18 Things People With Anxiety Want You To Know

18 Things People With Anxiety Want You To Know

A couple of things we go through on a daily basis.
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By the title of this article, I’m guessing you opened it because you too suffer from anxiety, or maybe you love someone who has anxiety. Whatever the case may be, these are just a few things you will be able to relate to/ know to be true. We’re not crazy or neurotic we just have a different life than you. When you’re done reading this you will probably become overwhelmed and be put under the impression that our life consists strictly of anxiety. That is not the case. Yes, our anxiety plays a major role in our day-to-day life, but it does not define us. If you do not suffer from anxiety, then hopefully this will give you a better insight of what it’s like, and if you do suffer, then these will probably hit home and ring true.


  1. Our symptoms just show up. One day you’ll be fine, living like a “normal” person almost forgetting your anxiety. The next you’ll wake up or be in the middle of a conversation and you’ll have been struck. The best way to explain this – it's like a light switch in your brain, it turns on and off as it pleases, and suddenly you’re not the same person.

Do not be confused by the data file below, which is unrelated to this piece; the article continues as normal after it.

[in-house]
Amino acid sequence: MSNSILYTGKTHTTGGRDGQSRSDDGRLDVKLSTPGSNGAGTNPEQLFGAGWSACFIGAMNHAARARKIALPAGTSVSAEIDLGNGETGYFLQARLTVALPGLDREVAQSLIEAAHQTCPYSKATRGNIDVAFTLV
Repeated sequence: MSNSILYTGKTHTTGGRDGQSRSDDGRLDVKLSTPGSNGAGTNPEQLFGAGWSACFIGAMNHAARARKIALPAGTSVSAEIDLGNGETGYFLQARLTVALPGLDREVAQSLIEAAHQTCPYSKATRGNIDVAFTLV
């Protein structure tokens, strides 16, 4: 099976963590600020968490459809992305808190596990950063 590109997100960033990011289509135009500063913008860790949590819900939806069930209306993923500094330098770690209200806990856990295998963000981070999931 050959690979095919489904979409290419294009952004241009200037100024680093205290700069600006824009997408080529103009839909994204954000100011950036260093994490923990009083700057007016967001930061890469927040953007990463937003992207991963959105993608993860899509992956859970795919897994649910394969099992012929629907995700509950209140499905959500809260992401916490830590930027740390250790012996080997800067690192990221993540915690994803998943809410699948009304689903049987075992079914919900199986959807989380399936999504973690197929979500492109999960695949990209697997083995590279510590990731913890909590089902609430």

2. Plans aren’t valid until you’re actually doing them. If you have anxiety then you know the drill. Someone will try to make plans a week in advance. The plans will sound good at the time and you’ll have all intentions on doing whatever it is they’re asking, only hoping you will feel good that day.
  3. Depression. A major stigma of anxiety is depression. Once you’re diagnosed with anxiety you’re automatically considered depressed. Although this is the case for some, it’s not the case for everyone. I can't even begin to tell you how frustrated it makes me when I tell someone I have anxiety and they say “ohh…depression” and if they don’t say it, you know they’re thinking it. No you insensitive a$$hole, I’m not depressed, I just do a lot of worrying. There really needs to be an end to this labeling, both are serious illnesses, and its ok to be depressed, but I am not that.
  4. We're really good listeners. I’m no scientist, but I think it's because we know what its like to have a bad day so often that were basically pros. Sometimes listening is exactly what someone needs and we understand that. We know the value a good listener holds, and we are more than happy to be that person for you.
  5. We know how to be empathetic. We are thankful for sympathetic people, but were not trying to be, “felt bad for”. It means so much more to me when someone actually tries to put themselves in my shoes instead of giving me a weird, uncomfortable look and a tagline such as, “things will get better.” We know the difference between feeling bad for someone and actually feeling for someone. The difference between the two is a thousand miles and they have totally different effects on us.
  6. We share an unspoken bond with each other. Knowing there are other people who are going through the same thing is actually reassuring. When you don’t have to explain yourself to someone it’s a really great feeling. They know what you are going through and actually understand.